Our 10 Favourite Tom Cruise Characters

Andrew Buckle,

The year 2021, incredibly, marked the 35th and 25th Anniversaries respectively of two of Tom Cruise’s most iconic movies – Top Gun and Mission: Impossible. In anticipation of the long-awaited release of Top Gun: Maverick in Australian cinemas – it’s official, you can watch it on the biggest screen possible from May 26 – we present to you our 10 favourite Tom Cruise characters.

Now, the criteria here is complex. Maybe these are our favourite Tom Cruise performances. Maybe these are our favourite movies starring Tom Cruise. Whatever the cocktail of criteria (no, Cocktail is not here) these movies are all winners and represent every corner of the incredible career of one of the biggest movie stars on the planet.

10. Lt. Col. Bill Cage – Edge of Tomorrow (2014)

Cruise, now a sage action veteran in his 50s, takes a step back from being the coolest character in the movie in Edge of Tomorrow. Co-shouldering the heavy-duty action load here is a kick-ass Emily Blunt, with the pair teaming up to lead a landing assault against an invading Alien race. Caught in a Groundhog Day-esque time loop, the combat-shy PR officer returns to his duty orientation every time he dies during the mission, learning more about the path to victory with each cycle. For the fearful Cage, this is a chance to improve himself in order to escape this loop and watching him make repeated runs through the mission (and dying in all sorts of dark ways) reveals a changing man. Cruise is able to infuse this unusual situation with deadpan humour, while sparking emotional investment as the stakes for Cage get higher.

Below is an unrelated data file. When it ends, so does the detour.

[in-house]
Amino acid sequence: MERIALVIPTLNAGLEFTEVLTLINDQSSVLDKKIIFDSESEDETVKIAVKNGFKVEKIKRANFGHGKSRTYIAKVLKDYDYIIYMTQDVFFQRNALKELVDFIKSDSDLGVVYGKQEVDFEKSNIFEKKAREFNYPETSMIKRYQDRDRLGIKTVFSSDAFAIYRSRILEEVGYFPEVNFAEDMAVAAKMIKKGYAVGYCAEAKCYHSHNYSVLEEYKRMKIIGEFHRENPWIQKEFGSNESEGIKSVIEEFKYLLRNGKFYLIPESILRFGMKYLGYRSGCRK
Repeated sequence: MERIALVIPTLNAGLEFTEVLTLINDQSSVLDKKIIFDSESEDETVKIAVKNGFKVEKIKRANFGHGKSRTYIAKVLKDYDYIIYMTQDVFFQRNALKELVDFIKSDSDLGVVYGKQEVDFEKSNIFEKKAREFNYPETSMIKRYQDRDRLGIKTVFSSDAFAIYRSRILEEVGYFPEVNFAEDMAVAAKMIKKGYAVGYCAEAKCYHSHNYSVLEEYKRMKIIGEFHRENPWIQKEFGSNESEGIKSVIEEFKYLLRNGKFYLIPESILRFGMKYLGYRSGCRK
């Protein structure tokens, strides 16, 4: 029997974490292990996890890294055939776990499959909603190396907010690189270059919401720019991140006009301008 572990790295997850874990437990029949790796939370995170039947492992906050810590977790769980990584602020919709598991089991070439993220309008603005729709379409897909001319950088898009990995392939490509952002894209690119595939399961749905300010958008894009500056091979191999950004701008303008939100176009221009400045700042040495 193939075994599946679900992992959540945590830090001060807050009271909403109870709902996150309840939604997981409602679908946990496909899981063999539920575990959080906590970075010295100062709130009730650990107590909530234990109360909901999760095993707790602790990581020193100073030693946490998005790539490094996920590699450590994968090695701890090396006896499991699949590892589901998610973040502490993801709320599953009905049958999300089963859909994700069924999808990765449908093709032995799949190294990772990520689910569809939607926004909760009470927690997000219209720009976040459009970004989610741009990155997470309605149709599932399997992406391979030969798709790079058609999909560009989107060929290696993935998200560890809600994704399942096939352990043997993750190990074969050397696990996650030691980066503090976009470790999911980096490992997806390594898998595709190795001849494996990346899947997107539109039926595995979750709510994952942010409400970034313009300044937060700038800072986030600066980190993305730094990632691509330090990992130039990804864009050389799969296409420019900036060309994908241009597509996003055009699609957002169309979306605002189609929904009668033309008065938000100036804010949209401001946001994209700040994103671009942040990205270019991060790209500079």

9. Joel Goodsen – Risky Business (1983)

Has Tom Cruise, just 21-years-old at the year of release, ever done more heavy lifting in a movie than Risky Business? This raunchy satirical coming-of-age comedy, memorable for its sharp dialogue, exuberance of style and Tangerine Dream score, is still gleefully entertaining today. It overcomes it’s rather silly premise by making Joel’s arc from straight-arrow high achiever into a desperate enterpriser believable and surprisingly sympathetic. Funding a rebellious-spree-gone-wrong, Joel transforms the home of his wealthy out-of-town parents into a brothel, butting heads with a local pimp and falling for the beautiful Lana at the same time. Cruise’s ticket to the A-list.

8. Jerry Maguire – Jerry Maguire (1996)

Jerry Maguire, and Cruise, working with a wonderful script from writer-director Cameron Crowe (Almost Famous), showcases all facets of Tom Cruise’s abilities. He is incredible in this movie. This is Tom Cruise at his most human. His most “every-man”. This is his rom-com role, but it’s so much more than that. There are no stunts, but Cruise still throws his body around with his usual manic energy. There are other moments when his physical restraint is impressive; the result of being naked to a full gamut of emotions. It is fitting that one of the most iconic sequences (of many) is opposite his fully-naked athlete client (played by Oscar-winner Cuba Gooding Jr.) where Jerry pleads desperately: “Help me help you”. As has often been the case throughout his career Cruise makes co-stars better and the chemistry between Cruise and Gooding Jr. as well as Renee Zellweger creates so many memorable moments.